Most formulas we create include references to cells, range (a collection of cells), or the name. These references enable formulas to work dynamically with the values contained in those cells.
For example, if a formula refers to cell
C6 and you change the value contained in
C6, the formula result changes to reflect the new value. If you didn’t use references in your formulas, you would need to edit the formulas themselves to change the values used in the formulas. We can divide cell references into four types:
We’ll also discuss the following topics:
A relative reference is a cell address that changes when the formula is copied to another location. By default, Excel uses relative references in formulas.
For example, if you have a formula
=A1*C1 in cell
E1, and you copy it to cell
E2, the formula will change to
This is because the formula refers to the cells that are in the same position relative to the formula cell. Relative references are useful when you want to apply the same calculation to different cells.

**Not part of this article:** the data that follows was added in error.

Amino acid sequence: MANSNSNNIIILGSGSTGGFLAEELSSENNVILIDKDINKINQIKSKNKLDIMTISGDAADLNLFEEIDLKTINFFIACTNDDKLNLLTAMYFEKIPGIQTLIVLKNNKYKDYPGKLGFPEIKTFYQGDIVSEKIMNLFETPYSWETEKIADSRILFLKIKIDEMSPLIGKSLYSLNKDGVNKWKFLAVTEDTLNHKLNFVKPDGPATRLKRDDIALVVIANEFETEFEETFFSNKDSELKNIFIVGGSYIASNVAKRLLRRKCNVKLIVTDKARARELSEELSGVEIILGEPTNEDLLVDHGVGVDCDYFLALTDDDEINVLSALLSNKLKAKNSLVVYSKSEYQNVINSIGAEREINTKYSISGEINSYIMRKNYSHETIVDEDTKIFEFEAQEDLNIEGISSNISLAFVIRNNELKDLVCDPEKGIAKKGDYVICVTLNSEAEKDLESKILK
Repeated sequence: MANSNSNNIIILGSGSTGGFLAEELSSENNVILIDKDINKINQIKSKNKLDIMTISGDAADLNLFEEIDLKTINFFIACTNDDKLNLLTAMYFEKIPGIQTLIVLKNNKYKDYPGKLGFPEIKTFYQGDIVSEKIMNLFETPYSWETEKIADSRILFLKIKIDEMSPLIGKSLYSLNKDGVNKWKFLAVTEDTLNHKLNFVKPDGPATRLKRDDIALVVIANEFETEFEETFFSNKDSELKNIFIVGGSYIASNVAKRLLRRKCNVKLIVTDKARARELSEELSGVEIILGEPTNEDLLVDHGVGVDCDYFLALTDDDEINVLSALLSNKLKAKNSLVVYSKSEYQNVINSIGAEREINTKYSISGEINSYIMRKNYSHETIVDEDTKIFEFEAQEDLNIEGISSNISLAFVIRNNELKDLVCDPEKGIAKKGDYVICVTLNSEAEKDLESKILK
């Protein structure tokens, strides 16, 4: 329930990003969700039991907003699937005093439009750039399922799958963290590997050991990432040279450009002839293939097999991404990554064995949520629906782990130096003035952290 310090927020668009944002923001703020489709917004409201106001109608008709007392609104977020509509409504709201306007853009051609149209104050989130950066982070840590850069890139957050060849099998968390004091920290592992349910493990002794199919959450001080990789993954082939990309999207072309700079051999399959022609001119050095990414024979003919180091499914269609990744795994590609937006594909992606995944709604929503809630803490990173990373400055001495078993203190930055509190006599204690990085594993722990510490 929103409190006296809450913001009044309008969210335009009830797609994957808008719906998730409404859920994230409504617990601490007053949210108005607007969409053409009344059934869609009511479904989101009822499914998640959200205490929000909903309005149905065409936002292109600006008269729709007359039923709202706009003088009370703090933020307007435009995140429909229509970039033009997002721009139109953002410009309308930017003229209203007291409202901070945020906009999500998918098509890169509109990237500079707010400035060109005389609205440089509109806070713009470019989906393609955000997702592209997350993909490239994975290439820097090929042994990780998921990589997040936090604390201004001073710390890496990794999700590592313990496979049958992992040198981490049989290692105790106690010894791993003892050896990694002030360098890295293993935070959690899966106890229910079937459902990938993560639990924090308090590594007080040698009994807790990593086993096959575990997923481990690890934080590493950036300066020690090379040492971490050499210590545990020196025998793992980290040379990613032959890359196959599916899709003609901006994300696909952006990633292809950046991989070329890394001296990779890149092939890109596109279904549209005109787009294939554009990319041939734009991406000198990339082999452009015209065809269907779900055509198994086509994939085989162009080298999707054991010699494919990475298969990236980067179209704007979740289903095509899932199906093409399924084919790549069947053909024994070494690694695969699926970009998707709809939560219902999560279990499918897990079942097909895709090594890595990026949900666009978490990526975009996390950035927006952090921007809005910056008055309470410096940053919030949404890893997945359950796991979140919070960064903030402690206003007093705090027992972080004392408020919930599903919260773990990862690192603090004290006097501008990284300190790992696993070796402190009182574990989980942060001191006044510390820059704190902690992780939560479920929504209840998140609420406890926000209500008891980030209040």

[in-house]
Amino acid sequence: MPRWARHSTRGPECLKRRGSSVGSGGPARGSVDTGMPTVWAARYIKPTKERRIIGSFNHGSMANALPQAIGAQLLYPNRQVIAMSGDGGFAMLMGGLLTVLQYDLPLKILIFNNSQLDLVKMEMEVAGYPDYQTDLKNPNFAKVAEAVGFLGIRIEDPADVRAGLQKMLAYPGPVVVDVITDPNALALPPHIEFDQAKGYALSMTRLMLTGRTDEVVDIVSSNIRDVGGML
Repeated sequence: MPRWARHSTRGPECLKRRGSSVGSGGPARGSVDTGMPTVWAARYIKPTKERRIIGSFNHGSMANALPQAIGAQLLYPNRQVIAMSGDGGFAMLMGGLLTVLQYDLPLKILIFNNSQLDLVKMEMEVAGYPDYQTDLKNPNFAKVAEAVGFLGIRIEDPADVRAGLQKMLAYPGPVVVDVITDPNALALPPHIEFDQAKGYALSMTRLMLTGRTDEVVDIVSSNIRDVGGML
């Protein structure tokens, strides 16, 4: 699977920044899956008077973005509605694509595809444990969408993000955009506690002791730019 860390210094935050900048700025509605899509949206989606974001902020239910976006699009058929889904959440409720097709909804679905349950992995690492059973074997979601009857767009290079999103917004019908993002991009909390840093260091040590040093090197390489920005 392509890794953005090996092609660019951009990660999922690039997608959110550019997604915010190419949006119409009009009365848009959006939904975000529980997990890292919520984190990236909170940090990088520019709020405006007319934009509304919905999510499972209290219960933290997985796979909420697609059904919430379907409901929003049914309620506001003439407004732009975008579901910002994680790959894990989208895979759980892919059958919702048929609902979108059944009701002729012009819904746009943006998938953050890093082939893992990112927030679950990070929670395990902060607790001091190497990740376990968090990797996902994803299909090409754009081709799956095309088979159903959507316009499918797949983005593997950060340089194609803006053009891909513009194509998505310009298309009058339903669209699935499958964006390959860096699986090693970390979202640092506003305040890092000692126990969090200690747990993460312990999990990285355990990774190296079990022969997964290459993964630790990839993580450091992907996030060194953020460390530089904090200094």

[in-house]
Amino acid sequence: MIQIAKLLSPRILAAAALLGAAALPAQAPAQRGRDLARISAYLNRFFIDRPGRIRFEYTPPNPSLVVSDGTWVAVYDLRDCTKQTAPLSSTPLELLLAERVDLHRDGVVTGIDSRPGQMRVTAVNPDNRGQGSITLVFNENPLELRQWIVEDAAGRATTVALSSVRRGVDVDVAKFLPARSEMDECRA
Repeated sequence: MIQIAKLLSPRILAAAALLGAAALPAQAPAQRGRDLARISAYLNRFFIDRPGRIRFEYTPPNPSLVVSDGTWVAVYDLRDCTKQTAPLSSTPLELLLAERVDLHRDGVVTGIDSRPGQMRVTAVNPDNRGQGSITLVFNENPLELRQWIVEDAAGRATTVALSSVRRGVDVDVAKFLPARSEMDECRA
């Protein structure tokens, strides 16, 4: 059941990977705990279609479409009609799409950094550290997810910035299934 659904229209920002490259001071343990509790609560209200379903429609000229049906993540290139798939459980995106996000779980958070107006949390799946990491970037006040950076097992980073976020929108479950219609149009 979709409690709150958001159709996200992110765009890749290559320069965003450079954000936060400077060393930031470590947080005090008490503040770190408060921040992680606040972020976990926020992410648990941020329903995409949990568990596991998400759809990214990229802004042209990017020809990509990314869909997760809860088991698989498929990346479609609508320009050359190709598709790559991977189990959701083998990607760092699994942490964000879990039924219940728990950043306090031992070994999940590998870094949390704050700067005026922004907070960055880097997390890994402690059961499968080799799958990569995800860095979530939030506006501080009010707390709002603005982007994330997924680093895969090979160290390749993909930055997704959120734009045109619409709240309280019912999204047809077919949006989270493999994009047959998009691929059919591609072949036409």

Ctrl+` (or go to
Formula tab and click
Show Formula in Formula Auditing group) to see the formula in each cell instead of the resulting value:
The formulas for
E10 are created by copying and pasting
E1. The cell references in the formula are relative to the position of the cell containing them and are automatically updated for the new location.
You can recognize a relative reference by the absence of the
$ sign before the column and row coordinates, such as
When you refer to a cell in a formula using the absolute reference format, Excel uses the physical address of the cell, and the row & column references don’t change when you copy or fill the formula to other cells.
An absolute reference uses two dollar signs
$ in its address: one for the column letter and one for the row number, for example,
In the following example, we need to calculate the VAT for each item separately. The value of cell
C2 for the
Item1 would be
=B2*B8. If you create formulas for
C5 by copying and pasting